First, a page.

The politics was there first, and the science was built under it. The Laffer Hypothesis was almost instantly refuted and abandoned, but who cared? The Great Moderation was just a hypothesis, too: a certain regularity was observed and pumped up into a law which happened to be highly convenient to one political tendency — but there never was any law there, it was like a lucky gambler ‘s system for winning the numbers game. The Efficient Markets hypothesis was much the same. Its weak spots were known from the beginning, but there was no way to force its backers to admit anything, and it was only finally tested when it it was written into policy and the world economy collapsed. The experiment that falsified the Efficient Markets and Great Moderation hypotheses is the world we live in – a world which may never recover from what is already the longest and deepest recession since 1929. But the political agenda is rolling on, because, really, who cares? The next thing we need to do is reduce Social Security benefits.

Economists can only test their theories by taking political power; otherwise these theories are purely scholastic and hypothetical.

More at the link.
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written by Ben, November 30, 2010 3:53
As a Physicist and Chemist who has dabbled in several levels of high level modeling, I can say with absolute certainty that nearly every mathematical model constructed to the model the macroeconomy is overly simplistic and completely flawed. As scientists, we cannot find an exact solution for a 3 body problem. What makes economists think they can solve a 6 billion body problem? The economy is an ever evolving complex system that surely cannot be summed up with such a primitive mathematical equality like Y = C + I + G + (X - M)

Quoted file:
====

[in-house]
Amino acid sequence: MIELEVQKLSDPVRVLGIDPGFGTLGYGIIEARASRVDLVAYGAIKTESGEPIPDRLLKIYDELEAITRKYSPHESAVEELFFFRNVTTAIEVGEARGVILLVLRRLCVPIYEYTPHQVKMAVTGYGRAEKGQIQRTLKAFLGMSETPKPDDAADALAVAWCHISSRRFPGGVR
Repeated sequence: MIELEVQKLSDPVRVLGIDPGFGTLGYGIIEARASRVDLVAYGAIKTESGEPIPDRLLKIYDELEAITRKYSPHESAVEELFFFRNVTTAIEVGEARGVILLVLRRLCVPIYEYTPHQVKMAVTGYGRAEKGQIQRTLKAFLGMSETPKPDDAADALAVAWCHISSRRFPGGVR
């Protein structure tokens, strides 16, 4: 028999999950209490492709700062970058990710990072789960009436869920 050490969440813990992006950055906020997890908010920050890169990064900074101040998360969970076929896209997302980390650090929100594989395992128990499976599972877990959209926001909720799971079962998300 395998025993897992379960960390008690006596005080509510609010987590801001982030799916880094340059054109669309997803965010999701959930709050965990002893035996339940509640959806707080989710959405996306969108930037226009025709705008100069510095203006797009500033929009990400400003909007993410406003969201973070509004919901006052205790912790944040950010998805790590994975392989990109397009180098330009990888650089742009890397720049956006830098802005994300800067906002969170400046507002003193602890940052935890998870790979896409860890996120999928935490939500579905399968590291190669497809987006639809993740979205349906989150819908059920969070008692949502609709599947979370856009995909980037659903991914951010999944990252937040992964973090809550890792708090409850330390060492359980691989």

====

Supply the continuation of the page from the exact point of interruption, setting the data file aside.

...
written by BillA, November 30, 2010 4:23
Economic Political Theory Predicts that We Would Not Have Very Good Economists Politicians
- economists seem the least of our problems just now
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written by diesel, November 30, 2010 4:26
Right on, Ben.

And yet, as you no doubt know, statistically large entities can be modeled with an authority that cannot be applied to individual entities. So there is some "truth" to sociological equations.

The problem with every social science is that chains of reasoning are just that--chains. They pull better than they push. They help us make sense of the past, where they seem to link historical events in an unassailable chain of logical certainty, but prove less capable when projected into the future.
...
written by dcc, December 01, 2010 8:30
What part of economic theory is this referencing - rational action?
But they're very good at arcane math!
written by ts, December 01, 2010 8:43
And some of them have nice beards.
Economic science x poverty
written by Vitor, December 02, 2010 4:54
If we had so many good economists there would be less poverty in the world. Please, read the idea I tweet about @NobelEconomics and comment on the article. Why good economists don't give a look at this idea? I search research partnership.

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About Beat the Press

Dean Baker is co-director of the Center for Economic and Policy Research in Washington, D.C. He is the author of several books, his latest being The End of Loser Liberalism: Making Markets Progressive. Read more about Dean.